UK prime minister Rishi Sunak is to claim he has negotiated “fundamental” changes to EU rules for Northern Ireland trade, as Brexiters hit out at a planned meeting between the European Commission president and King Charles.

In a bid to end the row that has overshadowed UK ties with the EU since Brexit three years ago, Ursula von der Leyen met Sunak in Windsor on Monday to seal the deal to reform the so-called Northern Ireland protocol.

Von der Leyen will also meet King Charles, a move that has sparked accusations by Brexiters that Sunak is trying to drag the monarch into the political arena.

Although the European Commission insisted the meeting was unconnected to the protocol, Nigel Farage, former Brexit party leader, said: “I think this is absolutely disgraceful of Rishi Sunak to even ask the king to get involved.”

Lady Arlene Foster, former leader of the Democratic Unionist party, said the move was “crass” and would “go down very badly” in Northern Ireland. Sunak’s allies said it was common for the king to meet foreign leaders.

Sunak is seeking to sell the reforms to pro-Brexit Tory MPs and the DUP with a statement to parliament scheduled for Monday afternoon.

British officials claim the prime minister has secured “fundamental” reforms to the protocol, part of Boris Johnson’s 2019 Brexit deal.

They say the agreement will fix concerns over trade friction on goods travelling between Great Britain and Northern Ireland and what local politicians have called a “democratic deficit”, giving them a say over new EU rules in the region.

Two people with knowledge of the deal said that the revised settlement, which runs to more than 100 pages, is an “implementation agreement”.

Brussels will have to make some changes to existing EU law — as it did last year to resolve an issue over access to generic medicines for Northern Ireland — to give effect to the changes.

“It’s a fix that will allow the EU to say ‘we haven’t reopened the text of the deal’, but the UK can say ‘we’ve won material legal changes to the package’,” one insider said.

The UK has decided to provide full data transparency to the EU and build border control posts at Northern Irish ports — moves expected to simplify the processes needed for traders in Great Britain to send products to Northern Ireland.

Although full details of the scheme have not yet emerged, it is anticipated that full customs and animal-health certification at the border will not be required for products registered via a trusted trader scheme and labelled for “NI-Only” consumption only.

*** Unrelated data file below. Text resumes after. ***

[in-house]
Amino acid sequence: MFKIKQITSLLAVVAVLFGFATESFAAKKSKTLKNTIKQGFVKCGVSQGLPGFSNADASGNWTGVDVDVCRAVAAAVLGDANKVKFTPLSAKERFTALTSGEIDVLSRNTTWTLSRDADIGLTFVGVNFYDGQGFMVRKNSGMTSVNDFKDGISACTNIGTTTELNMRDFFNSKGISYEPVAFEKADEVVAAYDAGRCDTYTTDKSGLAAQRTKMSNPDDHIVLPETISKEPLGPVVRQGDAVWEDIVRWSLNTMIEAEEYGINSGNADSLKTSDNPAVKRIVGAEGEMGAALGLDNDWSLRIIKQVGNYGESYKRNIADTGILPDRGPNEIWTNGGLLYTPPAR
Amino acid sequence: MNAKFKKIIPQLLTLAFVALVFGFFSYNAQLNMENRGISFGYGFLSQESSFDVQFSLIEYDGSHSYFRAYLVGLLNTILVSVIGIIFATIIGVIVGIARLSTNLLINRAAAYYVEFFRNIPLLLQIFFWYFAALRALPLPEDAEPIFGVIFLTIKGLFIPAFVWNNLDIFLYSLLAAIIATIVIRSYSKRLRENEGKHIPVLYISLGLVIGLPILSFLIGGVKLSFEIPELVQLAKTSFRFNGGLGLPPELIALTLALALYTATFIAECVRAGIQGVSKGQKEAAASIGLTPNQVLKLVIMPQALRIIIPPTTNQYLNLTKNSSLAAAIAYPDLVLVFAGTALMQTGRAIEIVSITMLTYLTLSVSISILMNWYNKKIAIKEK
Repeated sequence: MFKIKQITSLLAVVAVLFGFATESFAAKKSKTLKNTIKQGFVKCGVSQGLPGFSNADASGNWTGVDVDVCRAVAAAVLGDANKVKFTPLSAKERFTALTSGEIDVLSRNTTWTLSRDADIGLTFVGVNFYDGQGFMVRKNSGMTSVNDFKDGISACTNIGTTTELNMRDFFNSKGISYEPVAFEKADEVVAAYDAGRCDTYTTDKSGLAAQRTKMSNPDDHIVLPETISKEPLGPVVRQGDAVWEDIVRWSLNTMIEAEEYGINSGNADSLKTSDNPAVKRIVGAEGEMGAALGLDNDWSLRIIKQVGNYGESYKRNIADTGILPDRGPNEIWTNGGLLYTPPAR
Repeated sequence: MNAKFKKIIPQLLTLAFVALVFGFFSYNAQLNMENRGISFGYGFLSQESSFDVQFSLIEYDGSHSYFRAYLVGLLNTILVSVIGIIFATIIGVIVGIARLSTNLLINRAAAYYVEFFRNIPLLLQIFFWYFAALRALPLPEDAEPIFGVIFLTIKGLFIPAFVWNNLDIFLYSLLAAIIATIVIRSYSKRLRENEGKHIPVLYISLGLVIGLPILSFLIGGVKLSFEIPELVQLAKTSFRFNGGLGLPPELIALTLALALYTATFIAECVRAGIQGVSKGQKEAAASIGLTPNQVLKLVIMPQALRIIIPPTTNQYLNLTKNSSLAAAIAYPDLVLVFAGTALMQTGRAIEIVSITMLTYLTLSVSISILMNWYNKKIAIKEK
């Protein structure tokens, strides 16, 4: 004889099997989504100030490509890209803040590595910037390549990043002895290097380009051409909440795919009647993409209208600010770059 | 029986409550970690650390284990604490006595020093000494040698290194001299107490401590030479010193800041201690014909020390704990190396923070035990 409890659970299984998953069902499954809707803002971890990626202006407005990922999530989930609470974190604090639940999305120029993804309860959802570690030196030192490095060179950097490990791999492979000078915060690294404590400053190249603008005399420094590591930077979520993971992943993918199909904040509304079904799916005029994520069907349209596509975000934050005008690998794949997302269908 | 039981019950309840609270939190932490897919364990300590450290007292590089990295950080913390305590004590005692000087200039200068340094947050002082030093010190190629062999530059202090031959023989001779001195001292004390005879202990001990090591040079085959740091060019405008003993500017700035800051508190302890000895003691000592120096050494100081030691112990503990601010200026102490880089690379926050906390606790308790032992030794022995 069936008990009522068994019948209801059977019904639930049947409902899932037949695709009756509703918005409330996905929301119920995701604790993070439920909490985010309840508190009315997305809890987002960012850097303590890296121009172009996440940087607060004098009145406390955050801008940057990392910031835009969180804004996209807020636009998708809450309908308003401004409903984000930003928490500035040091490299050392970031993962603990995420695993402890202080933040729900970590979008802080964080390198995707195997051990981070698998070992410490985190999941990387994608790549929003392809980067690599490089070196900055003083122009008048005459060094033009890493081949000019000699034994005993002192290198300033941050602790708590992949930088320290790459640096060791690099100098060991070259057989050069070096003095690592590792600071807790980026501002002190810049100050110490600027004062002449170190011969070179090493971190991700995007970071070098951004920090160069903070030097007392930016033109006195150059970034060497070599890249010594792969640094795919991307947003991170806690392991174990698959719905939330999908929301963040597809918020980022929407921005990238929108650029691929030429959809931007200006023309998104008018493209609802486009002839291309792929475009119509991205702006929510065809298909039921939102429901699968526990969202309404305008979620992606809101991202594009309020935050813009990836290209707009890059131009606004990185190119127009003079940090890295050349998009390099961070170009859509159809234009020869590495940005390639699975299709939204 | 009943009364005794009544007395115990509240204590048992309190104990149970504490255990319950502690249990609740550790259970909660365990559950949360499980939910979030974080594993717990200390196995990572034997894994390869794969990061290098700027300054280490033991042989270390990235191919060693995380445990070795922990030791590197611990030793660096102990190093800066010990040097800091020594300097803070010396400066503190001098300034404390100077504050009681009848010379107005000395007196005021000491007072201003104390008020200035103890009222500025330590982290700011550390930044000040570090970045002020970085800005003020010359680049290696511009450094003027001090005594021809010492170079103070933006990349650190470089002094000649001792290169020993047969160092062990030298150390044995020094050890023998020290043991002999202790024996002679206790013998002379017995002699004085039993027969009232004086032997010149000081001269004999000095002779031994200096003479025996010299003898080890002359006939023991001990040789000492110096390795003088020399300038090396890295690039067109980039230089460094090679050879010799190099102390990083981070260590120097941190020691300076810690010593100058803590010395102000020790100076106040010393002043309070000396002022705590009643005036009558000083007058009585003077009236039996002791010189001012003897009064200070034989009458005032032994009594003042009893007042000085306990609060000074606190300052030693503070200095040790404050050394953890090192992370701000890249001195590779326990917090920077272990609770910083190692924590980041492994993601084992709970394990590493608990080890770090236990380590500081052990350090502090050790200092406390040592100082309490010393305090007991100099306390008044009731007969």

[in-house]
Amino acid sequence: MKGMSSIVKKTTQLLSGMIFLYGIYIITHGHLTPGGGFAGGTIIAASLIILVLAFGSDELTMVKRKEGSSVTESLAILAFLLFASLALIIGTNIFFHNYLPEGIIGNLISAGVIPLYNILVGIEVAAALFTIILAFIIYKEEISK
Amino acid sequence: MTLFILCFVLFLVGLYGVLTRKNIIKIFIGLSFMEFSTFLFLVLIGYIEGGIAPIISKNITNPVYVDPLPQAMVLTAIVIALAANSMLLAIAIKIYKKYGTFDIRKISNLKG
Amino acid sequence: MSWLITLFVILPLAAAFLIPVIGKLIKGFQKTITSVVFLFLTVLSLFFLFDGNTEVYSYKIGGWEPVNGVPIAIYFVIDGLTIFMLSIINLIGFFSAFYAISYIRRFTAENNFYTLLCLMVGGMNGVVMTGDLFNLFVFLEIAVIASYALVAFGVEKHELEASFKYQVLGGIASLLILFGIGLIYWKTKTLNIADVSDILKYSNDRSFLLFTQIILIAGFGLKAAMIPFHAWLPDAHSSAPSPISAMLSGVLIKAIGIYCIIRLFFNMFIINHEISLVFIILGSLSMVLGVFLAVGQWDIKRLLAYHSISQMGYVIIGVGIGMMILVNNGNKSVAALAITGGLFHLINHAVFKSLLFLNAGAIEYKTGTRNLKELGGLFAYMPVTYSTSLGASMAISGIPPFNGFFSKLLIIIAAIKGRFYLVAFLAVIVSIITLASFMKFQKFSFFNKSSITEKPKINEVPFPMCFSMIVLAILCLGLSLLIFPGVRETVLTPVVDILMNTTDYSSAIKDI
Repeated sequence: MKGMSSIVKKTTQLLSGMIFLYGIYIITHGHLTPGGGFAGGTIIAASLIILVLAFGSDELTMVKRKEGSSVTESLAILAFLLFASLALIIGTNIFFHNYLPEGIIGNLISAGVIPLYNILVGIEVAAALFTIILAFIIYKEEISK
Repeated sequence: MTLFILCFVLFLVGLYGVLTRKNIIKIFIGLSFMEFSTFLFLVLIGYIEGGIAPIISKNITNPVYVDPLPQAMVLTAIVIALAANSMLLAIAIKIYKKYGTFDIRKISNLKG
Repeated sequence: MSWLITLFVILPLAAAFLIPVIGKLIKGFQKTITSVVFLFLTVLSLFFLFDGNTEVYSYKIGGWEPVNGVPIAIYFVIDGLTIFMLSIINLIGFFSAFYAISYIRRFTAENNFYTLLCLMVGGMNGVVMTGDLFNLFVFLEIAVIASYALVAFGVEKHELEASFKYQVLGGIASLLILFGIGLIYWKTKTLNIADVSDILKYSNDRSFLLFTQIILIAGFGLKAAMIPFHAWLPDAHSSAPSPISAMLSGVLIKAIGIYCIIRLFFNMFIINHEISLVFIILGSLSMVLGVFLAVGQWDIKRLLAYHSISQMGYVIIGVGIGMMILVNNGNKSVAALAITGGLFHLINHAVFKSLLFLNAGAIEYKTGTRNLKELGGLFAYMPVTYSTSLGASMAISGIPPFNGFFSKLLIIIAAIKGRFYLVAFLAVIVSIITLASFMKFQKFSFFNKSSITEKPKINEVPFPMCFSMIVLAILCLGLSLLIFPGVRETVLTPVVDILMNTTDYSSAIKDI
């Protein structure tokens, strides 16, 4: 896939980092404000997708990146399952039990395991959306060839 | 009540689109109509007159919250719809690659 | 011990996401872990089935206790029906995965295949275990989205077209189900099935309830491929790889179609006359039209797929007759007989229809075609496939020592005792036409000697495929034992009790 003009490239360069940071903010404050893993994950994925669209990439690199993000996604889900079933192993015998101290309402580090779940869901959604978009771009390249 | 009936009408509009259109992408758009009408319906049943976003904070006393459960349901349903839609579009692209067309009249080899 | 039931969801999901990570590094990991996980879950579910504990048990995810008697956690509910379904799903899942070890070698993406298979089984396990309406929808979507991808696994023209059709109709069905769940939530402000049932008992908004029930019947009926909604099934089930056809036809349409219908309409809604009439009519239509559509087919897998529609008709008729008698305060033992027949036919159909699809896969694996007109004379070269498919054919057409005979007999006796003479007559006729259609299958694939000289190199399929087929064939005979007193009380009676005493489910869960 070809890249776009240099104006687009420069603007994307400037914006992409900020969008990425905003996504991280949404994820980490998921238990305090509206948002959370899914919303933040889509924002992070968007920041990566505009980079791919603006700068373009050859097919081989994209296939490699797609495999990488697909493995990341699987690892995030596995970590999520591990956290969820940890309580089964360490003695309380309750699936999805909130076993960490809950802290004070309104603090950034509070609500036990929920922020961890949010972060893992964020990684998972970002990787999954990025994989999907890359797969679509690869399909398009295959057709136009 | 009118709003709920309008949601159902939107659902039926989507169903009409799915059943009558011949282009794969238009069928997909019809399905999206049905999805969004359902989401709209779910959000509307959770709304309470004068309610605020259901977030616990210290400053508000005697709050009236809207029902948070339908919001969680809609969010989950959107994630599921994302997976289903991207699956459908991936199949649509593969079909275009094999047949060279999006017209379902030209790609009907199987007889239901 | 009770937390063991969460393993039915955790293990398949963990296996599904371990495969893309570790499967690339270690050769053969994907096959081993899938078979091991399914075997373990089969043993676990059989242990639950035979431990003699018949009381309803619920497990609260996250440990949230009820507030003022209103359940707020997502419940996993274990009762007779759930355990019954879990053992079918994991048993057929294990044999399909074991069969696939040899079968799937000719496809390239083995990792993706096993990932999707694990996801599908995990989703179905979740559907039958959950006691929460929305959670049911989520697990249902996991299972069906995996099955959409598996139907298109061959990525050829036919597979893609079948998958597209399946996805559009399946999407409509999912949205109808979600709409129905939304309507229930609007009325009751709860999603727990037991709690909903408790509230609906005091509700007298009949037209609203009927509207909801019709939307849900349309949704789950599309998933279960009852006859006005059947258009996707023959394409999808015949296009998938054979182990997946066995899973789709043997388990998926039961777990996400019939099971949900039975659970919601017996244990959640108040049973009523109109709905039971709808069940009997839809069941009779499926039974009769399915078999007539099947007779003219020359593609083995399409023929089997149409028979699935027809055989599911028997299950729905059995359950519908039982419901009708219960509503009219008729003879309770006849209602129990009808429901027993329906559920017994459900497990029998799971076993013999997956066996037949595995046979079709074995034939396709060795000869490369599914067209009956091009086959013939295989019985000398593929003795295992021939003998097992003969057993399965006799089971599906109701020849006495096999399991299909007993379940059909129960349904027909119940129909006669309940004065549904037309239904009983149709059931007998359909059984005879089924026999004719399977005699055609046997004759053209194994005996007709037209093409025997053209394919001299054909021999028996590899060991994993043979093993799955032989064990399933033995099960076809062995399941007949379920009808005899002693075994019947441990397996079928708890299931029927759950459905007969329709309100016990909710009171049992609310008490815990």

The EU is also expected to soften its stance over the rules for Northern Ireland residents receiving parcels from Great Britain by post.

Among the other expected changes is a derogation on pet passports that will enable UK residents to take their dogs to Northern Ireland without microchips and pet passports as if they were travelling to the EU, as currently required.

In addition, officials are confident of resolving a spat over steel quotas that led to HM Revenue & Customs warning UK producers last August that some products would be subject to 25 per cent tariffs when shipped to Northern Ireland.

The UK depicts the package as a significant improvement in the functioning of the trade border in the Irish Sea that Johnson agreed as part of the original Northern Ireland protocol deal in 2019.

More problematic for Sunak may be convincing the DUP and hardline Brexiters in his own party that the deal addresses the constitutional issues thrown up by the protocol.

Officials conceded that the agreement would not remove EU law or European Court of Justice jurisdiction from Northern Ireland, which remains part of the single market for goods, as demanded by Brexit hardliners.

Insiders on both sides indicated that Brussels had not moved substantially on the ECJ’s role in enforcing the protocol, although the UK is expected to argue that the amount of EU law being enforced will in effect have been reduced.

Nor will the deal meet a recent demand by the DUP for a dual regulatory regime in the region, with producers able to choose to apply UK standards, rather than EU rules, for exports into the British market.

The protocol requires the UK to refer subsidy or “state aid” decisions that might affect the Northern Ireland goods trade market to Brussels. The insiders indicated this would remain, but that only the largest decisions required referral.

The deal is expected to boost consultation with the Northern Ireland assembly about new EU rules and regulations applying in the region.

However, the consultative mechanism, expected to be similar to an EU system in place for Norway, will not amount to a veto.

Sunak hopes the deal will eventually persuade the DUP to rejoin the Stormont power-sharing executive, which it is boycotting in protest at the operation of the protocol.

But the prime minister is also targeting a much bigger prize of improved relations with the EU, including on scientific collaboration, and warmer ties with US president Joe Biden, who has expressed concerns about the stand-off over the Northern Ireland issue.

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